I'm trying to figure out how to identify IF a list of items in one cell containing a value or string.


Cell A1 contains sites, sheets, docs, slides.

I want cell B1 to display a 1 'if' cell A1 contains the string sites.


=if(A1 ?????? "sites", 1,0)

I'm unsure what to replace the ?????? within the above formula OR if this formula is possible. Any ideas on how to accomplish the desired outcome are greatly appreciated.


9 Answers 9


You can use REGEXMATCH:

=IF(REGEXMATCH(A1, "sites"), 1, 0)

To explain, REGEXMATCH returns true if and only if the argument is a substring of your string.

  • 13
    Using regexmatch would be simpler: if(regexmatch(A1, "sites"), 1, 0).
    – user79865
    Jul 19, 2016 at 1:09
  • 5
    The "if" isn't needed since regexmatch already returns a boolean, so just "REGEXMATCH(A1, "sites")"
    – David
    Jan 18, 2019 at 17:17
  • 3
    The if is there so they can convert the true to a 1 or 0 if false Jan 18, 2019 at 17:18
  • 2
    If parameters should be semicolon, not comma: =IF(REGEXMATCH(A1, "sites"); 1; 0) Dec 17, 2019 at 12:35
  • 2
    "REGEXMATCH returns true if and only if the argument is a substring of your string." this is a highly misleading statement. Strings are interpreted as regular expressions so there are many cases where this does not work.
    – AnnanFay
    Jun 17, 2020 at 19:11

If you, as Ryan Shillington suggests, want to know the number of cells within a range that has "sites" in it, you might try:


The * acts as a wildcard notion, so it will look for a match anywhere within the cell, not just an exact match for the whole cell.

I've also done this with a cell reference instead of "sites", but then you have to add wildcard-asterixes to the text in the cell.

  • 1
    I haven't tested it but I expect you could add the asterisks in the formula when referencing a cell by doing =COUNTIF(A1:A100; CONCATENATE("*", B1, "*"))
    – Matt
    Dec 17, 2020 at 18:43
  • I find this to be the simplest solution and can confirm that it works. Mar 1, 2021 at 17:49

This returns a #VALUE! error if the search term isn't found:

=IF(SEARCH("sites", B2) > 0, 1, 0)

This uses the same logic but catches the error and returns a 1/0 for success/failure:

=IF(IFERROR(SEARCH("sites", B2) > 0, 0), 1, 0)
  • 5
    The first formula will never return 0 because SEARCH(search_for, text_to_search, [starting_at]) will return an error when search_for do not be found. Jul 15, 2016 at 23:05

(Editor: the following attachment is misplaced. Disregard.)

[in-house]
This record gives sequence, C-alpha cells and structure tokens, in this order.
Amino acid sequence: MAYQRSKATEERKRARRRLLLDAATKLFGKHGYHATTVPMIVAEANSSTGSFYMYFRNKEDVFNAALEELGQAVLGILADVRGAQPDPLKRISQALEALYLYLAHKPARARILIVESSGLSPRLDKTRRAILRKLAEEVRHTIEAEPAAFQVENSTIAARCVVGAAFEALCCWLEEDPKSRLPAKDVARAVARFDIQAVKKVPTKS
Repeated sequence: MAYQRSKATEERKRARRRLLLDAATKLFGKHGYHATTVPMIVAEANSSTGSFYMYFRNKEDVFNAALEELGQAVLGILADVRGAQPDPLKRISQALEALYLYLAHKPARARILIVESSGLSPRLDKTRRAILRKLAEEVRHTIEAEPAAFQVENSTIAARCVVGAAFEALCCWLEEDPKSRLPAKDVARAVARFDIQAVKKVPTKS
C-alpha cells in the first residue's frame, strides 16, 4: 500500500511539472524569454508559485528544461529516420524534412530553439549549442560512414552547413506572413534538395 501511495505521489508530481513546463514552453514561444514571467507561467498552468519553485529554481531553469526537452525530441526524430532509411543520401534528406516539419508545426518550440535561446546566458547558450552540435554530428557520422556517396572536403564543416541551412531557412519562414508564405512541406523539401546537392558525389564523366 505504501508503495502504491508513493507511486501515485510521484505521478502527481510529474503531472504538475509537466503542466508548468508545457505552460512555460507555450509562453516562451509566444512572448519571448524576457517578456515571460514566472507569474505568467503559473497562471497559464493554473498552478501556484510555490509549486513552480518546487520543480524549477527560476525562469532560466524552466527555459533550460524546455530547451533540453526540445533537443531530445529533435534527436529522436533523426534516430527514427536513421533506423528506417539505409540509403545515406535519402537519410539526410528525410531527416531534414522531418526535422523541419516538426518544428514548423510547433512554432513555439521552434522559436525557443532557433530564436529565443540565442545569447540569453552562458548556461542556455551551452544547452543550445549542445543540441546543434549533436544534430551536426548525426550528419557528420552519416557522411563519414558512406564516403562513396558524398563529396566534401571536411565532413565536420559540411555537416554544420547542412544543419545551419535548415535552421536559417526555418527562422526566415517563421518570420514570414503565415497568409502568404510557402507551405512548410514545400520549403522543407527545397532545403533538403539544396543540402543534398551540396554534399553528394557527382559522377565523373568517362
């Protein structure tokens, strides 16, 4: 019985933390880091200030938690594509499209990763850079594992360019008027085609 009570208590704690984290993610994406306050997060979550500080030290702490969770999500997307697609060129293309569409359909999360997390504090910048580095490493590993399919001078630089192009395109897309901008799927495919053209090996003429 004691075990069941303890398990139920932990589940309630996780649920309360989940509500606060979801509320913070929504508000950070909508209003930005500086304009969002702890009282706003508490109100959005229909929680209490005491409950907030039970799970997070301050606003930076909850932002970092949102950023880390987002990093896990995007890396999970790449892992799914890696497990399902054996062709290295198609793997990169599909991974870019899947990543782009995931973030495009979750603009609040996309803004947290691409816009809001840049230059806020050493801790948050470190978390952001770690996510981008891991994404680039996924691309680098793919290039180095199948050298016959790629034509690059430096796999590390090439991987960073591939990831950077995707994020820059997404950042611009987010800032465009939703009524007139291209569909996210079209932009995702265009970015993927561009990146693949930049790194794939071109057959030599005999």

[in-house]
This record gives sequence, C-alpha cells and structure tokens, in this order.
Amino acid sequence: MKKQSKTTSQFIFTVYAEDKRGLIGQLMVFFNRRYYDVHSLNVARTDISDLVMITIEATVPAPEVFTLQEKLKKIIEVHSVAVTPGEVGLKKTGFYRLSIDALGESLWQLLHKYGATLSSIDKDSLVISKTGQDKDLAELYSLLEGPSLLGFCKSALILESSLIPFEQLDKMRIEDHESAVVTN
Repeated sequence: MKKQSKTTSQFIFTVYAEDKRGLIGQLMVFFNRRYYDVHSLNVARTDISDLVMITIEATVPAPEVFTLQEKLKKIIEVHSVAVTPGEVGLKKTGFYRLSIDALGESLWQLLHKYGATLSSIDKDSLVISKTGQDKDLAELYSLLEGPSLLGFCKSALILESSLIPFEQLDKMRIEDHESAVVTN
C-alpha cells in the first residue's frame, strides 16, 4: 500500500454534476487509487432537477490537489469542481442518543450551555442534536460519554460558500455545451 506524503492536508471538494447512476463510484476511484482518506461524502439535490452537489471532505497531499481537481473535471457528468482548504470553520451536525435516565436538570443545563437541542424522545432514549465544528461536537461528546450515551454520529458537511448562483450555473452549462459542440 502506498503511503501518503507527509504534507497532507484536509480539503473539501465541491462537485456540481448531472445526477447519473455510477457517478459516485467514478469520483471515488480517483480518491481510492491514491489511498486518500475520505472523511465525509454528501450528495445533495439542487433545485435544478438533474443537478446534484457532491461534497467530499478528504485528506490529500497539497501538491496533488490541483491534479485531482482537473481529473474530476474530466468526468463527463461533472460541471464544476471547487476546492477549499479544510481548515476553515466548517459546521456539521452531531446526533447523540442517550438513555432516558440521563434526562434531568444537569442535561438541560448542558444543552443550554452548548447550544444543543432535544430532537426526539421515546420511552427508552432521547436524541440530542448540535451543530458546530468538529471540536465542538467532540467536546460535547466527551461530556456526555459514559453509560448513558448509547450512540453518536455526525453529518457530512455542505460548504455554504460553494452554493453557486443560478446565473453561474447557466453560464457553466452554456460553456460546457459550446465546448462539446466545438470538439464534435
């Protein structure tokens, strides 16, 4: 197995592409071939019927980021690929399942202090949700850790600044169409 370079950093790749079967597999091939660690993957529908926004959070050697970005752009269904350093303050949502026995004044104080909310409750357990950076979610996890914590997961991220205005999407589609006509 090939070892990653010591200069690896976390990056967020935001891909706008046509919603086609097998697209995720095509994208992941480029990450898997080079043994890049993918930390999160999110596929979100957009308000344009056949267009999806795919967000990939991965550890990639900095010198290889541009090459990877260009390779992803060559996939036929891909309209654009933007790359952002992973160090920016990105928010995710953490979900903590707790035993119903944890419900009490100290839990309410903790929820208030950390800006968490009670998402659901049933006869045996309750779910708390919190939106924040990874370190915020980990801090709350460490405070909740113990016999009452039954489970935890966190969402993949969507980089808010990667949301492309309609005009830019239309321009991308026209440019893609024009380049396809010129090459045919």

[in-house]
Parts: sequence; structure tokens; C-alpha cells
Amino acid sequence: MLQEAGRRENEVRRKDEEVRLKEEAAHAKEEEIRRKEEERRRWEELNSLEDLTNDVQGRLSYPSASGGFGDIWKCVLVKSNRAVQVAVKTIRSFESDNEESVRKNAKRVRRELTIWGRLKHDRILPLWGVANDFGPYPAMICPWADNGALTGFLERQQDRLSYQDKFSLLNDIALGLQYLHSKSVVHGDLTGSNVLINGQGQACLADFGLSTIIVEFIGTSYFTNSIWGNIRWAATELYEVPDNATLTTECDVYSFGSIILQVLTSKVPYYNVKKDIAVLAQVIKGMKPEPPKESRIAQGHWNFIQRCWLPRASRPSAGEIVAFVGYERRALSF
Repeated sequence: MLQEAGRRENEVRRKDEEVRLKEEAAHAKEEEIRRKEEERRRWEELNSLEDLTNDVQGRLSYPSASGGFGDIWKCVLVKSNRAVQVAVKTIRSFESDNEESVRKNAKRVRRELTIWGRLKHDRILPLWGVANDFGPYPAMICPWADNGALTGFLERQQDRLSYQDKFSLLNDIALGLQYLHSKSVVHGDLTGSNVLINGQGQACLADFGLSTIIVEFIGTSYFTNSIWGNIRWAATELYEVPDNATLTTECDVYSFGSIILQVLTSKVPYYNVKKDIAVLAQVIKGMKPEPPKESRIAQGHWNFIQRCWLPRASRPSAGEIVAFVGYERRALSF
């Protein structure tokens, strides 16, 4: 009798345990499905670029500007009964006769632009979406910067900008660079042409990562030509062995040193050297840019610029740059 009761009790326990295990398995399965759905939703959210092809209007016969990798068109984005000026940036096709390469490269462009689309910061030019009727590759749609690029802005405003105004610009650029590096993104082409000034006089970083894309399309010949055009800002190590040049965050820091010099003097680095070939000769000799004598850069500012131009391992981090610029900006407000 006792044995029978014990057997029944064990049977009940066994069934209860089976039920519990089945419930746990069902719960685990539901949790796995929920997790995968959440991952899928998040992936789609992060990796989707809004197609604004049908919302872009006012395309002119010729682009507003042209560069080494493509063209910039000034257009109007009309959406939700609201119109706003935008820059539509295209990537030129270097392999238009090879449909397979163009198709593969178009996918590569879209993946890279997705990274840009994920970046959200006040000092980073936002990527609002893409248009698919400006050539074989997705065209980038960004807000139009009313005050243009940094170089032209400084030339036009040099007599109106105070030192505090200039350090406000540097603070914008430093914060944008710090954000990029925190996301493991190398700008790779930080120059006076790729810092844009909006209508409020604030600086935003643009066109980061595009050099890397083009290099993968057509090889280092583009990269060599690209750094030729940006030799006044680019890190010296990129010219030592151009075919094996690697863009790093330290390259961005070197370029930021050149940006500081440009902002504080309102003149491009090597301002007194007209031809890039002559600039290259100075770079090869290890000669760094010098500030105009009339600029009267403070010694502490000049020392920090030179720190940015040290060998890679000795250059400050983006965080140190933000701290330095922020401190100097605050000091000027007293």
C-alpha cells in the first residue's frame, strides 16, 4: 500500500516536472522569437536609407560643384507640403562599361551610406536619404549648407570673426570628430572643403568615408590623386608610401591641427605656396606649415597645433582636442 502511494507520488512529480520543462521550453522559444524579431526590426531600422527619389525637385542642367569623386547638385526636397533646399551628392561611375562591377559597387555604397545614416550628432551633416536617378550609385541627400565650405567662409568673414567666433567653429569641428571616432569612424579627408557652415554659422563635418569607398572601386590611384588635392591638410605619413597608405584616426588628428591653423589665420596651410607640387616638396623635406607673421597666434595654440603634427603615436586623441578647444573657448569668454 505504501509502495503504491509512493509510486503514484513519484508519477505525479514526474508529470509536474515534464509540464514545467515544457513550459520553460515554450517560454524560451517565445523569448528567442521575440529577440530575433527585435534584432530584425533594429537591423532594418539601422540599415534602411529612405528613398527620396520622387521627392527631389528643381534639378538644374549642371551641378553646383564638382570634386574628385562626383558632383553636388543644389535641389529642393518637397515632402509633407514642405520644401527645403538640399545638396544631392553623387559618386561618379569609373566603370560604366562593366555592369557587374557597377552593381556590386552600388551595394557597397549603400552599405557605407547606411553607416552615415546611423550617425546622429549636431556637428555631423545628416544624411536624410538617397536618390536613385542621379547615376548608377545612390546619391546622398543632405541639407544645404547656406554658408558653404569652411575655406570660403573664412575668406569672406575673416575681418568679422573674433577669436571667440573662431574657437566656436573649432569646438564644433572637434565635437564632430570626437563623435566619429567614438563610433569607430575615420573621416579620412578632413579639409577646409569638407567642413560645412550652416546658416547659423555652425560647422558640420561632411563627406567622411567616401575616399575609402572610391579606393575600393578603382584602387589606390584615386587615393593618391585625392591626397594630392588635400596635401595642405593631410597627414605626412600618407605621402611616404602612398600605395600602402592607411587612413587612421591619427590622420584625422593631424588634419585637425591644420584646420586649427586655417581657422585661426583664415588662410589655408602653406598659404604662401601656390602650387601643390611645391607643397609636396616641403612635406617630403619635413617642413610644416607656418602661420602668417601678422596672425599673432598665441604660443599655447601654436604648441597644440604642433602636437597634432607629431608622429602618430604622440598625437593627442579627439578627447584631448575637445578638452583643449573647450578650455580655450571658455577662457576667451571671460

• 1
    How do I use search with COUNTIF? Feb 8, 2020 at 0:10

A solution without REGEX:


capitalization matters and if logic must be reversed, given that answer is true when the string is not found.

  • This is basically the same as this answer, but introducing the case sensitive thing. By the way the sample data provided by the OP includes sheets not Sheets. Jan 16, 2019 at 19:04

This will return TRUE or FALSE:

=IFERROR(SEARCH("keyword",A1)>0, FALSE)


You're probably doing this because you want to know the count or average # of rows that have the word "sites" in it. Assuming you have 100 rows of entries in column A, you can use this function to find out how many rows have the word "sites" in it:

=QUERY(A1:A100, "select count(A) where A like '%sites%'")

This is much faster than creating a column of 1s and zeros and then operating on that new column.

  • Can this work over a box instead of just a column? Sep 11, 2019 at 18:53
  • Yup. instead of A1:A100 you could make it A1:C100 and then write a query with columns A, B and C. Sep 11, 2019 at 19:30

If you go with the asterisks option and want a cell reference, you can use the CONCATENATE function to add the asterisks


  • CONCATENATE can be harder to read than using & to join the strings: =COUNTIF(A1:A100, "*" &A1 &"*"))
    – RedYeti
    Feb 13, 2021 at 8:46

=IF(QUERY(A1, "where A contains 'sites'")<>"", 1, )



Countif is a memory hog and a lot of these answers depend on not true type approach (iferror etc.). While that works, in a general better approach to conditions is seeking what is true.

Case not sensitive:


Case sensitive:


This will return TRUE if a match, or FALSE if not.

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